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Adam Sinensky- Wharton (UPenn)

Adam Sinensky- Wharton (UPenn)

image1Name: Adam Sinensky
Age: 33
Hometown: Boca Raton, FL
Education (undergrad): Univ of Pennsylvania – Bioengineering
MBA: Wharton, graduated 2015

Describe a typical day:  There is no such thing.  Every day is what you want it to be.  Granted there will always be a few classes, some group meetings, things that could be classified as networking and things that could be classified as social activities.  But other than putting things into buckets, every day is jam packed, very enjoyable, but no 2 days are alike,

Where did you work before B-school:  I spent 8 years at 2 different consulting firms, focusing on the pharma/biotech sectors.  The two firms were ZS Associates and Navigant Consulting.  I worked in both NYC and SF prior to Wharton.

Why did you choose this business school:  For me, the one certainty was my interest in healthcare.  I wanted to go to business school to explore parts of healthcare outside of pharma/biotech.  Wharton’s healthcare management program was perfect for me because it was focused on healthcare but gave me exposure to classes, students, and networking across the spectrum of healthcare.

What’s your best advice to an applicant:  As we all know, business school is expensive.  Really think through YOUR reason for wanting to go.  There are tons of valid reasons, but you need to be comfortable with your reason because it will make your application seem more honest.  Also, you will be able to focus your time at school on what matters to you.  That may be starting a new business, learning a new sector, networking, or something else.  But because your time at school is highly restricted and time management and making time tradeoffs are a challenging part of business school, be sure you know why you are going.

What is/was the most enjoyable part of business school:  The people.  I know it is cliche, and it is hard to understand until you go through it, but you get to meet some amazing people.  And I am not just saying this from a networking perspective.  But you spend so much time with people that you build really strong friendships in a short time.  It truly is a unique and once-in-a-lifetime experience and the relationships you build are going to likely be more impactful to your life than the diploma you get.

Hardest part of business school:  Managing your time and making trade-offs.  There are always things to do and you will have to manage your time wisely.  Everyone at business school comes from impressive careers where you had to manage your time, but it was in a different way.  Typically the goals were set by someone else (your boss) and it was a matter and managing your time to achieve these goals.  At business school, you get to set your goals.  Every day you are going to face decisions of what to do with your time.  Rarely are you going to be lacking for things to do.  And you will have to make choices confidently and with conviction, otherwise you are always going to second guess your choices, which is something that will make business school much less valuable than it can be.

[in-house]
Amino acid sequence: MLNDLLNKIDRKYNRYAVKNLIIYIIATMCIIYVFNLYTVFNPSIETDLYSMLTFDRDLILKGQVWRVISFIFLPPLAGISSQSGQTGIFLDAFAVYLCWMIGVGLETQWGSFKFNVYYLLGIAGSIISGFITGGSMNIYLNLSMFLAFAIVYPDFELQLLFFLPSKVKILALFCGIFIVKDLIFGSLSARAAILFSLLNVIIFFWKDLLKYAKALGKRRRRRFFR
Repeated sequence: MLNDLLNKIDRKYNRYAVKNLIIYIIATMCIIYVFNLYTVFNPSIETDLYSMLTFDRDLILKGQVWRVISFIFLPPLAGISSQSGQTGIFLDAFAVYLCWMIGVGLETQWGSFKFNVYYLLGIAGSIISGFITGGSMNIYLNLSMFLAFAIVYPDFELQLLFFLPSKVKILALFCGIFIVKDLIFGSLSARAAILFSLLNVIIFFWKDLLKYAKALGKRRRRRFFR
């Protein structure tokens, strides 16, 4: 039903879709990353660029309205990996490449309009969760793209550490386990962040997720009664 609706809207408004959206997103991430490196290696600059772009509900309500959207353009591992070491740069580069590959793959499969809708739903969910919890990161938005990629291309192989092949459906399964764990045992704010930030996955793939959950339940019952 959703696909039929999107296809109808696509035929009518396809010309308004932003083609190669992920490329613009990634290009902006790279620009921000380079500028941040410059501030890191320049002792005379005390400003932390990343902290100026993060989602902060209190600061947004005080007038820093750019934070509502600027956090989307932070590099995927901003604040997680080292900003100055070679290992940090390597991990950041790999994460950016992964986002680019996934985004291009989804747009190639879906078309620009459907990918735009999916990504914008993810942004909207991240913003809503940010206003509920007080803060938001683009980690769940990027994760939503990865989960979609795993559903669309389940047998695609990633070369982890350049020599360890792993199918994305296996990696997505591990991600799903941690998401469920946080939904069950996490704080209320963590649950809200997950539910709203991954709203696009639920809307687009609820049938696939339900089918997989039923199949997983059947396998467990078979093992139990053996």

Working after graduation:  I am working at RelayHealth, which is a healthcare IT firm in the San Francisco bay area.  I joined a leadership rotational program, which will allow this ex-consultant to try out a variety of operational-focused roles so that I can learn and also see what fits me well.

Proudest Achievement:  The long-term connections I have made at my various jobs and schools.  My relationships with mentors and those I mentor have stayed strong long after I have left that school or company.  I am proud of all of these relationships, whether they are ones where I am the mentee or the mentor.  While companies often assign mentors, I strongly believe it is important to find your own ‘board of directors’ for your career and maintain those relationships as long as you can.

Favorite MBA Courses:  One was a healthcare services course that gave us a great overview of this sector, with a variety of great guest speakers who shared with us the diversity of businesses and business models in that sector.  Additionally the final project was pitching an  LBO of a healthcare services company to a panel of PE partners, which was fun to do.  The other was an accounting course (which I was surprised this was a favorite of mine) that was focused on understanding how to critically evaluate companies through their disclosures and financial reports.

Fun Fact:  I have been boxing for about 7 years.  And I had the great opportunity to box in front of 2,000 people at the Wharton Fight Night event that helped raise >$65,000 for the Boys and Girls Clubs of Philadelphia.  Yet one more example of the great and unique opportunities that exist during business school.

Bio: I recently received my MBA from Wharton, majoring in Healthcare Management.  Prior to business school, I worked in healthcare consulting, with a focus on portfolio and commercial strategy for pharmaceutical and biotech companies.  Since graduating from Wharton, I have been part of the leadership rotational program at RelayHealth, an industry leader in healthcare IT, focused on interoperability and healthcare analytics.

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